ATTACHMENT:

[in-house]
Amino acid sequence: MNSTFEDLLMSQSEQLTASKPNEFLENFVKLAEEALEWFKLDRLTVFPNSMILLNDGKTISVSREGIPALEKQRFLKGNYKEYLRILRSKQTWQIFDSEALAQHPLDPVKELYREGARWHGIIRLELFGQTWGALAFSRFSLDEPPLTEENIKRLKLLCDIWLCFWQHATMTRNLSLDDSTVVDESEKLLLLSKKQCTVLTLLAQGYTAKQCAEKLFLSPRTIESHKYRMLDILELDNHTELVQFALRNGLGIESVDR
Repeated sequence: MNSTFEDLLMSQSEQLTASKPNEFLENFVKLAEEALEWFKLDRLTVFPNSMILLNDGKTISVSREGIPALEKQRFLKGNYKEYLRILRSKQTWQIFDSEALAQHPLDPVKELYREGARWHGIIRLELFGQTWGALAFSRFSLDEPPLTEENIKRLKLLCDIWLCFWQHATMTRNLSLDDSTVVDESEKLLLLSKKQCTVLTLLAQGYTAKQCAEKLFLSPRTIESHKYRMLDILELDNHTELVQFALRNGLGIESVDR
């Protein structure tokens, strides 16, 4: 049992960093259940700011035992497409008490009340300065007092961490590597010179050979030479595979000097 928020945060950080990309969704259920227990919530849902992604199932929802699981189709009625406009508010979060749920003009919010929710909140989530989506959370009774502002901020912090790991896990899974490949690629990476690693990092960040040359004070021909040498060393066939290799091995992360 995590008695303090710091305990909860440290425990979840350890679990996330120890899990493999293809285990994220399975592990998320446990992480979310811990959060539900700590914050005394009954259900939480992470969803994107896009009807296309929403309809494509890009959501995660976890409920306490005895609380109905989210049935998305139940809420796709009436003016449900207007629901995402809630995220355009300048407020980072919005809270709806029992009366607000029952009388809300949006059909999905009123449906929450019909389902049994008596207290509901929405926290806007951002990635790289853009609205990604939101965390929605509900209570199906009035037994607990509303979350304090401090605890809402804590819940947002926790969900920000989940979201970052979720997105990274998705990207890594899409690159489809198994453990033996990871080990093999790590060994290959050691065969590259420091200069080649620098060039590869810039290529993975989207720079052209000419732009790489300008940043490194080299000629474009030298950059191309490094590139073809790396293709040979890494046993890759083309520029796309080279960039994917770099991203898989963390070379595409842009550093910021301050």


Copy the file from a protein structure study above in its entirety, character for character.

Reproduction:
[in-house]
Amino acid sequence: MNSTFEDLLMSQSEQLTASKPNEFLENFVKLAEEALEWFKLDRLTVFPNSMILLNDGKTISVSREGIPALEKQRFLKGNYKEYLRILRSKQTWQIFDSEALAQHPLDPVKELYREGARWHGIIRLELFGQTWGALAFSRFSLDEPPLTEENIKRLKLLCDIWLCFWQHATMTRNLSLDDSTVVDESEKLLLLSKKQCTVLTLLAQGYTAKQCAEKLFLSPRTIESHKYRMLDILELDNHTELVQFALRNGLGIESVDR
Repeated sequence: MNSTFEDLLMSQSEQLTASKPNEFLENFVKLAEEALEWFKLDRLTVFPNSMILLNDGKTISVSREGIPALEKQRFLKGNYKEYLRILRSKQTWQIFDSEALAQHPLDPVKELYREGARWHGIIRLELFGQTWGALAFSRFSLDEPPLTEENIKRLKLLCDIWLCFWQHATMTRNLSLDDSTVVDESEKLLLLSKKQCTVLTLLAQGYTAKQCAEKLFLSPRTIESHKYRMLDILELDNHTELVQFALRNGLGIESVDR
């Protein structure tokens, strides 16, 4: 049992960093259940700011035992497409008490009340300065007092961490590597010179050979030479595979000097 928020945060950080990309969704259920227990919530849902992604199932929802699981189709009625406009508010979060749920003009919010929710909140989530989506959370009774502002901020912090790991896990899974490949690629990476690693990092960040040359004070021909040498060393066939290799091995992360 995590008695303090710091305990909860440290425990979840350890679990996330120890899990493999293809285990994220399975592990998320446990992480979310811990959060539900700590914050005394009954259900939480992470969803994107896009009807296309929403309809494509890009959501995660976890409920306490005895609380109905989210049935998305139940809420796709009436003016449900207007629901995402809630995220355009300048407020980072919005809270709806029992009366607000029952009388809300949006059909999905009123449906929450019909389902049994008596207290509901929405926290806007951002990635790289853009609205990604939101965390929605509900209570199906009035037994607990509303979350304090401090605890809402804590819940947002926790969900920000989940979201970052979720997105990274998705990207890594899409690159489809198994453990033996990871080990093999790590060994290959050691065969590259420091200069080649620098060039590869810039290529993975989207720079052209000419732009790489300008940043490194080299000629474009030298950059191309490094590139073809790396293709040979890494046993890759083309520029796309080279960039994917770099991203898989963390070379595409842009550093910021301050």